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The designer's guide to copyright

With thousands upon thousands of pages of brand-spanking-new content being published in print every day, let alone online, there is a growing challenge for designers to ensure that they are not falling foul of copyright legislation.

Copyright law has become an even bigger minefield with the growth of the internet. Lots of misconceptions exist around the issue, which has led to a blurring of what is and isn’t considered theft, but there are steps which designers can take to ensure that they can continue to deliver the goods for a pushy client or boss without the risk of infringement - whether accidental or not.

US vs UK law

The UK act can be read in full online

The UK act can be read in full online

Copyright legislation in the UK is covered under the Copyright, Designs and Patents Act (1988). This act affords protection to the owners and creators of:

  • literary, dramatic and musical works (these must be recorded in a permanent form)
  • artistic works (which could include photographs, computer code and software)
  • sound recordings and films
  • broadcasts
  • published editions

Any work that could be considered as one or more of the above is subject to copyright protection and as a result, you should ask the rights holder for permission to use a ‘significant part’ of their work.

The definition of ‘significant’ varies depending on the work and is not based on quantity but instead, is a judgement on whether the ‘essence’ of an idea has been taken. For more guidance, you can read the act here (opens in new tab).

US copyright is granted automatically to any work published online

US copyright is granted automatically to any work published online

In the US the Copyright Act of 1976 rewarded a set of exclusive rights to all authors and artists; these rights included the right to make and sell copies of your work, the right to create derivative works, and the right to perform or display your work in public. Works which are covered by the Act include:

  • Literary, musical and dramatic work
  • Pantomimes and choreographic work
  • Pictoral, graphic and sculptural work
  • Audiovisual work, sound recordings and compilations
  • Derivative work
  • Architectural work

The Digital Millennium Copyright Act of 1998 also covers work produced online. Copyright is granted automatically upon the creation of the work, although many choose to register their work with the Copyright Office anyway, in order to expediate the process should they be the victim of copyright infringement. As in the UK, permission must be granted by the copyright holder to use, display, distribute, sell, perform or reproduce the work.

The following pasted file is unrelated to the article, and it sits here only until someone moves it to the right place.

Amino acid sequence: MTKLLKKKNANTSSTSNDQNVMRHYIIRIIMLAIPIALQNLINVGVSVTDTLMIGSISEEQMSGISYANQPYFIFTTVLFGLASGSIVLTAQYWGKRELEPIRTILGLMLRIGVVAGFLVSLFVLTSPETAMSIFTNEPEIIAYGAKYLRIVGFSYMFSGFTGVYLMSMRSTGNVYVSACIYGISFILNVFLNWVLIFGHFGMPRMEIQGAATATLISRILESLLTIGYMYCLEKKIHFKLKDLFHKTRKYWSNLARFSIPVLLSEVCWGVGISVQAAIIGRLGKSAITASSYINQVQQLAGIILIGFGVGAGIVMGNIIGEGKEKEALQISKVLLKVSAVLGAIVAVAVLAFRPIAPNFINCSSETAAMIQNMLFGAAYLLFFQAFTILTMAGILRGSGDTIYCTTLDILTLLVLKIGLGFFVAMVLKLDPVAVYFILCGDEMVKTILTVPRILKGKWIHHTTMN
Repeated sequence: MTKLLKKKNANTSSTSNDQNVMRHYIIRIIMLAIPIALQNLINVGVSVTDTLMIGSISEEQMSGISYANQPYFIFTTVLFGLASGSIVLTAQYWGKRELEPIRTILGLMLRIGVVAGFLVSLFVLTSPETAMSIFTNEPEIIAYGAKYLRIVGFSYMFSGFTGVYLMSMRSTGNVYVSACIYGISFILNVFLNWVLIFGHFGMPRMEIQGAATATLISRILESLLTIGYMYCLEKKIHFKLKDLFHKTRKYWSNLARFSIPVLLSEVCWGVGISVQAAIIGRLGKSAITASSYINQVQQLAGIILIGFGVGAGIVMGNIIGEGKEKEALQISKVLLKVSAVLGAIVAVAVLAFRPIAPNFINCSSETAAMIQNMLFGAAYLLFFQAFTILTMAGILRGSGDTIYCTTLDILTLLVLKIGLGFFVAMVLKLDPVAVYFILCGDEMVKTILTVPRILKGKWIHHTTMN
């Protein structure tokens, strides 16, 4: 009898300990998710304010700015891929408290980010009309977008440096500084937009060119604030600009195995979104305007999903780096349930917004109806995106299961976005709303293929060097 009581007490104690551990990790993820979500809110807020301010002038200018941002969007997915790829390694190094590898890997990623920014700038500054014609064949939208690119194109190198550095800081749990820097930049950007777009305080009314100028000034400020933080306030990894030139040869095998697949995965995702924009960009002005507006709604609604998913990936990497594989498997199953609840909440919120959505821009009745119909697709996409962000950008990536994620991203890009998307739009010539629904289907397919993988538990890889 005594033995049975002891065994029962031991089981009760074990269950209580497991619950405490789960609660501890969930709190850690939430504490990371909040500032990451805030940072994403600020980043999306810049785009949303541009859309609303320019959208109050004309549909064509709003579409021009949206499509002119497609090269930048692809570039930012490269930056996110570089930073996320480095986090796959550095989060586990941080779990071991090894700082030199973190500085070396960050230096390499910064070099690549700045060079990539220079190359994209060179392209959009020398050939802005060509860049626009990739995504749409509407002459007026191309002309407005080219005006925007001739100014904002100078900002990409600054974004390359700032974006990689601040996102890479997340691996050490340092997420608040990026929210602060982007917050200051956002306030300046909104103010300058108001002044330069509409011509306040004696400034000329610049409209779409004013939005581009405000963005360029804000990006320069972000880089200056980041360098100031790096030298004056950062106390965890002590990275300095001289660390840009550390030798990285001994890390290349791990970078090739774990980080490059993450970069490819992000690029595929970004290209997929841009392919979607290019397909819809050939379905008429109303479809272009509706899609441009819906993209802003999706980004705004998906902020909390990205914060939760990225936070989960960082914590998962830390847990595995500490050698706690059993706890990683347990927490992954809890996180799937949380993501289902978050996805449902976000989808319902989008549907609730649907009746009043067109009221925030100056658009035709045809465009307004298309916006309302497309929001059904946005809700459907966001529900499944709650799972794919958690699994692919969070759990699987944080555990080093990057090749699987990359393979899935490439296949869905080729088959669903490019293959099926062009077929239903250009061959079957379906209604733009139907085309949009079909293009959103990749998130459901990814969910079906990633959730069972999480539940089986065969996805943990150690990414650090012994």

The US copyright law does not cover ideas, theories or facts used to create these works, which remain in the public domain. The same idea, as long as it is expressed differently from the original work, can be used without breaching copyright law.

The Fair Dealing defence

In publishing, whether in print or online, it pays to know how you can justify something as fair dealing – because if you don’t, it might end up paying someone else as the result of suing you.

Fair dealing is a concept that allows you to use a portion of a copyrighted works for the purposes of research and private study (although these must be non-commercial), criticism, review and news reporting – provided that you reference the copyright owner.

So, as an example, using representations of a Dalek from Doctor Who (opens in new tab)to illustrate the changes in their design over the past 50 years could be done under the defence of fair dealing, as this is a critique and review, but using them as the villains in your very own sci-fi adventure is likely to raise some serious questions!

Differences in local laws

Different nations interpret the detail of copyright law in different ways

Different nations interpret the detail of copyright law in different ways

What may be acceptable in other countries may not be acceptable in others. There is a lot of confusion between UK and US legislation, with many believing that certain principles from across the pond also apply to the UK. For example, photography can be covered by 'fair use' in the US but the equivalent defence of 'fair dealing' in the UK does not apply to photographs. Similarly, the US makes provision for parody and satire material, yet no such provision is made in the UK.

Protect your own work

With all the care you take in making sure not to misrepresent you and your business using false or stolen information, wouldn’t it be frustrating to find that someone else was infringing upon your own intellectual property?

Depending on where you’re based, different laws apply to establish ownership and copyright on your work - an in-depth guide to protecting your own work can be found here (opens in new tab).

Indemnity insurance

Of course, as in any area of business, accidents can happen - and so it would be of great benefit and peace of mind to ensure that you’re protected from any unfortunate instances which would arise during the course of business.

Professional indemnity insurance is an option which more and more creative enterprises are taking up. For a full explanation on what this involves, check out this simple guide here (opens in new tab).

Illustrations: I Love Dust (opens in new tab)

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The Creative Bloq team is made up of a group of design fans, and has changed and evolved since Creative Bloq began over a decade ago. The current website team consists of five people: Editor Kerrie Hughes, Deputy Editor Rosie Hilder, Deals Editor Beren Neale, Senior News Editor Daniel Piper, Digital Arts and Design Editor Ian Dean, and Staff Writer Amelia Bamsey. The 3D World and ImagineFX magazine teams also pitch in, ensuring that content from 3D World and ImagineFX is represented on Creative Bloq.